One of the most controversial questions in Italy today concerns the origins of the political terror that ravaged the country from 1969 to 1984, when the Red Brigades, a Marxist revolutionary organization, intimidated, maimed, and murdered on a wide scale.
In this timely study of the ways in which an ideology of terror becomes rooted in society, Richard Drake explains the historical character of the revolutionary tradition to which so many ordinary Italians professed allegiance, examining its origins and internal tensions, the men who shaped it, and its impact and legacy in Italy. He illuminates the defining figures who grounded the revolutionary tradition, including Carlo Cafiero, Antonio Labriola, Benito Mussolini, and Antonio Gramsci, and explores the connections between the social disasters of Italy, particularly in the south, and the country’s intellectual politics; the brand of “anarchist communism” that surfaced; and the role of violence in the ideology.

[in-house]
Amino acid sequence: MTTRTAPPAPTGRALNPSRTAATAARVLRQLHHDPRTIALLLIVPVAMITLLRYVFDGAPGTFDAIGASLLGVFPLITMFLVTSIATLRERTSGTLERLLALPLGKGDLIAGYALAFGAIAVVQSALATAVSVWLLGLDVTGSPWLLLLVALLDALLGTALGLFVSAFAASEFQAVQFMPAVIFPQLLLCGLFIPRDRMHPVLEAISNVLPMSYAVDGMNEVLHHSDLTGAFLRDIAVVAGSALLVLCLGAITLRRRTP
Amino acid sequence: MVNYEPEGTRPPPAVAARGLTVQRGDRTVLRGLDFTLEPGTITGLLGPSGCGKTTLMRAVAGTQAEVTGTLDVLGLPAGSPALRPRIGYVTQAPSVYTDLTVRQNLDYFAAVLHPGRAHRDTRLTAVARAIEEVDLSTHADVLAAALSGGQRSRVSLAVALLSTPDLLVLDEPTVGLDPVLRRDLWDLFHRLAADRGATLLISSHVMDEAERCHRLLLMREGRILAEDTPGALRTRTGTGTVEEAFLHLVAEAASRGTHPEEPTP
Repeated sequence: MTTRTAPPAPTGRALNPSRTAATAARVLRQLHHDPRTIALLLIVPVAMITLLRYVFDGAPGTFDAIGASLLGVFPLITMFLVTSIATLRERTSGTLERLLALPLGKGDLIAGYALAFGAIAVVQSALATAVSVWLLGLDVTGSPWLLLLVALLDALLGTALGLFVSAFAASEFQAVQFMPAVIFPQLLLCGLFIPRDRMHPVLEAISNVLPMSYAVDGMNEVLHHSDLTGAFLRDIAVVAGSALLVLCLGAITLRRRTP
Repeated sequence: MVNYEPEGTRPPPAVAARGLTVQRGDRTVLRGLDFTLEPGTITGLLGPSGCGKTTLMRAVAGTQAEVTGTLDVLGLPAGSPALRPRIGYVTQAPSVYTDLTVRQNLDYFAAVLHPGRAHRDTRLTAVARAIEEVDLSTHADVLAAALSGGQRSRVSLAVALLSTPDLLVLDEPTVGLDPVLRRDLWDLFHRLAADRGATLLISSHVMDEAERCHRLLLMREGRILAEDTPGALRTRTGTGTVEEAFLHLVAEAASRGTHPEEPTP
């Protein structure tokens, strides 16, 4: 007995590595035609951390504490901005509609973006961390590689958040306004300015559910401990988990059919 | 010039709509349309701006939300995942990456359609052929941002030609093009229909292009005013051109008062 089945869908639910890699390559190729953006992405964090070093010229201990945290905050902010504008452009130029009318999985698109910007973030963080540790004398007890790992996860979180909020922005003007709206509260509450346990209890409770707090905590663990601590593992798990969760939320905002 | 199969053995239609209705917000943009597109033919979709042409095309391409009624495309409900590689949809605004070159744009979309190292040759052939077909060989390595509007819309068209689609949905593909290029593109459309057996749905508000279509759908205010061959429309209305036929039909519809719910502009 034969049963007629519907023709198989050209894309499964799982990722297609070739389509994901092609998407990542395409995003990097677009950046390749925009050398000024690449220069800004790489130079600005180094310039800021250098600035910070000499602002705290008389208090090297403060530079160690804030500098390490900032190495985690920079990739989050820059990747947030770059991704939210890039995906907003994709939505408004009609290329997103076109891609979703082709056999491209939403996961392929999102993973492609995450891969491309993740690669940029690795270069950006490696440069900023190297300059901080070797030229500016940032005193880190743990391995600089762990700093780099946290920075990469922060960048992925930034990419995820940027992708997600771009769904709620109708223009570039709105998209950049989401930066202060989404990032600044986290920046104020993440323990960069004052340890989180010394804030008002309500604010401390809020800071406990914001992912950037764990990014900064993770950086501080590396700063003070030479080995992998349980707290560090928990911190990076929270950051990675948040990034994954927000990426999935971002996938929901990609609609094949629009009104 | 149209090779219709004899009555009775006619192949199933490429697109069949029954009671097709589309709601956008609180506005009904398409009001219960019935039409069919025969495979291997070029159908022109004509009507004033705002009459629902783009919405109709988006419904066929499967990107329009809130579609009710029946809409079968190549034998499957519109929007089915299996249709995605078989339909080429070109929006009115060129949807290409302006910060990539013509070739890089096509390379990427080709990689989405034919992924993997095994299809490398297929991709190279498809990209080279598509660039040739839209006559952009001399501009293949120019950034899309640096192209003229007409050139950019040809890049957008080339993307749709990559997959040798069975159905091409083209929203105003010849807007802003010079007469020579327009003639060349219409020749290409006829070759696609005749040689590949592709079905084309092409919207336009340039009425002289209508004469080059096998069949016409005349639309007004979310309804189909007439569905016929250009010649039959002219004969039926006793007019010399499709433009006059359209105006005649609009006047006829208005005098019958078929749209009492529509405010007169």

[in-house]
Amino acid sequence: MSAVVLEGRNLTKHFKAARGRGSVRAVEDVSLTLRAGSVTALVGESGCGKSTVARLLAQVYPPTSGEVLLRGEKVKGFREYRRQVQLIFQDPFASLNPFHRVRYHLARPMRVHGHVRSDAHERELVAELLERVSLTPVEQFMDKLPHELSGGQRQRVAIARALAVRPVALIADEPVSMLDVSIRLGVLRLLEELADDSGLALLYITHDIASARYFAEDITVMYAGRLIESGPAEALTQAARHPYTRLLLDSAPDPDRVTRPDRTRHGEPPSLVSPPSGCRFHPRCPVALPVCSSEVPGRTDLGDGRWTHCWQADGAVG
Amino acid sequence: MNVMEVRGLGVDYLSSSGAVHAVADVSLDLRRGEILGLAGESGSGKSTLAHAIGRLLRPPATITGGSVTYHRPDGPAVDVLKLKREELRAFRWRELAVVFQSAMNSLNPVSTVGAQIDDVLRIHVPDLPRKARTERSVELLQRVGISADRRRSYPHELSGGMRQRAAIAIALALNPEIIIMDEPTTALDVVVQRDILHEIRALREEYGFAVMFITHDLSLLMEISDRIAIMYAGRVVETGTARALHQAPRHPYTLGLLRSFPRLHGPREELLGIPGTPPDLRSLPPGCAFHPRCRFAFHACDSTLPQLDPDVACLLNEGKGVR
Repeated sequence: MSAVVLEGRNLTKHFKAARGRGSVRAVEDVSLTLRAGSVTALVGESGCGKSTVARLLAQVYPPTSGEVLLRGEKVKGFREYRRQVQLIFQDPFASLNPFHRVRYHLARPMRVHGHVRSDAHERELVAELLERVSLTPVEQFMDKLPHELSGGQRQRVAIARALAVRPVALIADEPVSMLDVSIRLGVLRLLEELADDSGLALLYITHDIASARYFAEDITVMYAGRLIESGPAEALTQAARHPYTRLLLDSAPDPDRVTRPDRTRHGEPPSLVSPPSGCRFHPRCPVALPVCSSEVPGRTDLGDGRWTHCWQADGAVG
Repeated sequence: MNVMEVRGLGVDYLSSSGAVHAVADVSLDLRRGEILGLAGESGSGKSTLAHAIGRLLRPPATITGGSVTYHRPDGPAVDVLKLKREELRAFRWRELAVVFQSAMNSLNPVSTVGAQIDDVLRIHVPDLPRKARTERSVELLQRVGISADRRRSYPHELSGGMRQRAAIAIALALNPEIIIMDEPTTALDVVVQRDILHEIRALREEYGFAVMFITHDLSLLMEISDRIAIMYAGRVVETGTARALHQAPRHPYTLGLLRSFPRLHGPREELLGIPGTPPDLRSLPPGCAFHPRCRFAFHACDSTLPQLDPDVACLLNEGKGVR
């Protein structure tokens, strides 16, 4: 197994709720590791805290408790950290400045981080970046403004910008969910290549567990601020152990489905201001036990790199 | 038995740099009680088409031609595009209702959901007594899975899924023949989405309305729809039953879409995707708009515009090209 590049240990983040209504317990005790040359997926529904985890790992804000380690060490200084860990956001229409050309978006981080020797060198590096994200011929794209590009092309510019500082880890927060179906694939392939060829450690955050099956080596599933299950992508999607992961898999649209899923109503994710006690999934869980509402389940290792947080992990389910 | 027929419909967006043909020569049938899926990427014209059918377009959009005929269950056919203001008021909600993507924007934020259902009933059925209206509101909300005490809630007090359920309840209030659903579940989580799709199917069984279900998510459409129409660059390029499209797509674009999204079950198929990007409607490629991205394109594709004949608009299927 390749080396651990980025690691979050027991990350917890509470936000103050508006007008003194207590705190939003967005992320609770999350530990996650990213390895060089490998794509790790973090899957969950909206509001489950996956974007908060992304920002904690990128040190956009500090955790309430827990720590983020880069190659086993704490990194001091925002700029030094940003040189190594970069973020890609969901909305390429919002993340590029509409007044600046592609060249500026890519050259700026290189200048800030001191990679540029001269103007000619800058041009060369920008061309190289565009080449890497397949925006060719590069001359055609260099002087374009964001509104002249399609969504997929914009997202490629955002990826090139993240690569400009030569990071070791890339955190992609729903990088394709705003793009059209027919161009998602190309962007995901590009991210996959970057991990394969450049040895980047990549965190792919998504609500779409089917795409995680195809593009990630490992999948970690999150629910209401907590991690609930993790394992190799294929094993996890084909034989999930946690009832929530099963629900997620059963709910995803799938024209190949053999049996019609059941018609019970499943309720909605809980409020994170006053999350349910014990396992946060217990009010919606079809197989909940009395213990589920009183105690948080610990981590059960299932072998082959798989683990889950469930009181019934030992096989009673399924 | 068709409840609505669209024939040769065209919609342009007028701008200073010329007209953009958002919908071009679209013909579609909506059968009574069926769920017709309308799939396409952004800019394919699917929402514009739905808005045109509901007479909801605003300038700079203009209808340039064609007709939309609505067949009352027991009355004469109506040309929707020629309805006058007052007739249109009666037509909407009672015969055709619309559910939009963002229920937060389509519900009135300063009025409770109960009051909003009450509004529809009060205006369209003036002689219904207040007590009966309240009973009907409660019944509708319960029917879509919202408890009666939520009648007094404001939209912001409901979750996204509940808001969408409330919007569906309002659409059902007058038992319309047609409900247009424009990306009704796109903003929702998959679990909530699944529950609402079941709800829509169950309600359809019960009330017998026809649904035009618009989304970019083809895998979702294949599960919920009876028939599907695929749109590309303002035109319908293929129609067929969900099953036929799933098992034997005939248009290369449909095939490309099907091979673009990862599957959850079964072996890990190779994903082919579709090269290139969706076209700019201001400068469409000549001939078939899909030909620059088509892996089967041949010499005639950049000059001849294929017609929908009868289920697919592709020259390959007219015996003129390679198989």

Though arising from a legitimate sense of moral outrage at desperate conditions, the ideology failed to find the political institutions and ethical values that would end inequalities created by capitalism.
In a chilling coda, Drake recounts the recent murder of the economists Massimo D’Antona and Marco Biagi by the new Red Brigades, whose Internet justification for the killings is steeped in the Marxist revolutionary tradition.
“This is a gem of modern Italian political and intellectual history. It appears at a timely juncture when many parts of the world once again are falling prey to revolutionary violence and terrorism.”—Charles F. Delzell, Emeritus, Vanderbilt University
“Apostles and Agitators is a tour de force of intellectual history and a model of how to recover historical memory. Richard Drake brings forcefully to the attention of today’s readers such forgotten revolutionaries as the anarchist leader Carlo Cafiero, the Marxist thinker Antonio Labriola, and Italy’s foremost disciple of Georges Sorel, Arturo Labriola. He also courageously places the young Benito Mussolini — unhappily famous as the founder of Fascism — squarely within the Marxist revolutionary tradition. This book is an honest and hard-hitting work that unravels the mystery of why ideological terrorism had so much appeal for the left in the Italy of the 1970’s — and why it remains a potential threat.”—Spencer M. Di Scala, University of Massachussetts, Boston